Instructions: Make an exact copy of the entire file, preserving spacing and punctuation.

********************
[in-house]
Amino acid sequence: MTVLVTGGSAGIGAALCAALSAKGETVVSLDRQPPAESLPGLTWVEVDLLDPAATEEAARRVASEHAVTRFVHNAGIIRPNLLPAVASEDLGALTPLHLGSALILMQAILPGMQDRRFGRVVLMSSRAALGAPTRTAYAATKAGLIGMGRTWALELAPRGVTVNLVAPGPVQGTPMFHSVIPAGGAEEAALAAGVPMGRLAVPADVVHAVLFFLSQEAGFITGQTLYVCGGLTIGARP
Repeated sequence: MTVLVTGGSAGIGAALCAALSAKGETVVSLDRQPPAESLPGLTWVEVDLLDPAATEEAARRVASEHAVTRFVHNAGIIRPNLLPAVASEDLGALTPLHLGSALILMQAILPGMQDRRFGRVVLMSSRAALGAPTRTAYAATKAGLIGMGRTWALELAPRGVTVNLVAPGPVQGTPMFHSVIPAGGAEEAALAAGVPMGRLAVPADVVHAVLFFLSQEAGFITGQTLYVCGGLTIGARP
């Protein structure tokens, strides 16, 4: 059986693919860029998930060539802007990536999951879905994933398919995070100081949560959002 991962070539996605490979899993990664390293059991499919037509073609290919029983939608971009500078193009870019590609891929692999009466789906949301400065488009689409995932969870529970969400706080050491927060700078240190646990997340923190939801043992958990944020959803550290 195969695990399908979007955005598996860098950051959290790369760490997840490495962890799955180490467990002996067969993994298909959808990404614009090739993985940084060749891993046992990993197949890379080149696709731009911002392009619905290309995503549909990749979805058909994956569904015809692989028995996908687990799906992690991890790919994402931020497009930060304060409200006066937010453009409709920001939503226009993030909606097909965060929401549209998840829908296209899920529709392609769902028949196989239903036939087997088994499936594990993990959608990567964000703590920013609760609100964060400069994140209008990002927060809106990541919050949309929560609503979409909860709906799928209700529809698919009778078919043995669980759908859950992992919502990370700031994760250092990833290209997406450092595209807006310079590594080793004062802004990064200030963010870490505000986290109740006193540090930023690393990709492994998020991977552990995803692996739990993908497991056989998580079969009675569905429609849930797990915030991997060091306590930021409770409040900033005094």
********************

[in-house]
Amino acid sequence: MTVLVTGGSAGIGAALCAALSAKGETVVSLDRQPPAESLPGLTWVEVDLLDPAATEEAARRVASEHAVTRFVHNAGIIRPNLLPAVASEDLGALTPLHLGSALILMQAILPGMQDRRFGRVVLMSSRAALGAPTRTAYAATKAGLIGMGRTWALELAPRGVTVNLVAPGPVQGTPMFHSVIPAGGAEEAALAAGVPMGRLAVPADVVHAVLFFLSQEAGFITGQTLYVCGGLTIGARP
Repeated sequence: MTVLVTGGSAGIGAALCAALSAKGETVVSLDRQPPAESLPGLTWVEVDLLDPAATEEAARRVASEHAVTRFVHNAGIIRPNLLPAVASEDLGALTPLHLGSALILMQAILPGMQDRRFGRVVLMSSRAALGAPTRTAYAATKAGLIGMGRTWALELAPRGVTVNLVAPGPVQGTPMFHSVIPAGGAEEAALAAGVPMGRLAVPADVVHAVLFFLSQEAGFITGQTLYVCGGLTIGARP
């Protein structure tokens, strides 16, 4: 059986693919860029998930060539802007990536999951879905994933398919995070100081949560959002 991962070539996605490979899993990664390293059991499919037509073609290919029983939608971009500078193009870019590609891929692999009466789906949301400065488009689409995932969870529970969400706080050491927060700078240190646990997340923190939801043992958990944020959803550290 195969695990399908979007955005598996860098950051959290790369760490997840490495962890799955180490467990002996067969993994298909959808990404614009090739993985940084060749891993046992990993197949890379080149696709731009911002392009619905290309995503549909990749979805058909994956569904015809692989028995996908687990799906992690991890790919994402931020497009930060304060409200006066937010453009409709920001939503226009993030909606097909965060929401549209998840829908296209899920529709392609769902028949196989239903036939087997088994499936594990993990959608990567964000703590920013609760609100964060400069994140209008990002927060809106990541919050949309929560609503979409909860709906799928209700529809698919009778078919043995669980759908859950992992919502990370700031994760250092990833290209997406450092595209807006310079590594080793004062802004990064200030963010870490505000986290109740006193540090930023690393990709492994998020991977552990995803692996739990993908497991056989998580079969009675569905429609849930797990915030991997060091306590930021409770409040900033005094």